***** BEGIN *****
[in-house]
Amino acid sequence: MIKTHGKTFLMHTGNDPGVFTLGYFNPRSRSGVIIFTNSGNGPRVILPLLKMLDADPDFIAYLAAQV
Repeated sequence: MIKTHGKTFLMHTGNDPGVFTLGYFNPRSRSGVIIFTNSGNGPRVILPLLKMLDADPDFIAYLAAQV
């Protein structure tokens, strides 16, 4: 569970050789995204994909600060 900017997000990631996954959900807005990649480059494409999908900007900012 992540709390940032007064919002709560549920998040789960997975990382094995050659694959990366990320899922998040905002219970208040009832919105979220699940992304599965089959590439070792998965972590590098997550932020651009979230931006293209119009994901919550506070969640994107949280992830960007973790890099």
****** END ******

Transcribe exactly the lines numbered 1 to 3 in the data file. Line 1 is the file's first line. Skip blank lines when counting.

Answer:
[in-house]
Amino acid sequence: MIKTHGKTFLMHTGNDPGVFTLGYFNPRSRSGVIIFTNSGNGPRVILPLLKMLDADPDFIAYLAAQV
Repeated sequence: MIKTHGKTFLMHTGNDPGVFTLGYFNPRSRSGVIIFTNSGNGPRVILPLLKMLDADPDFIAYLAAQV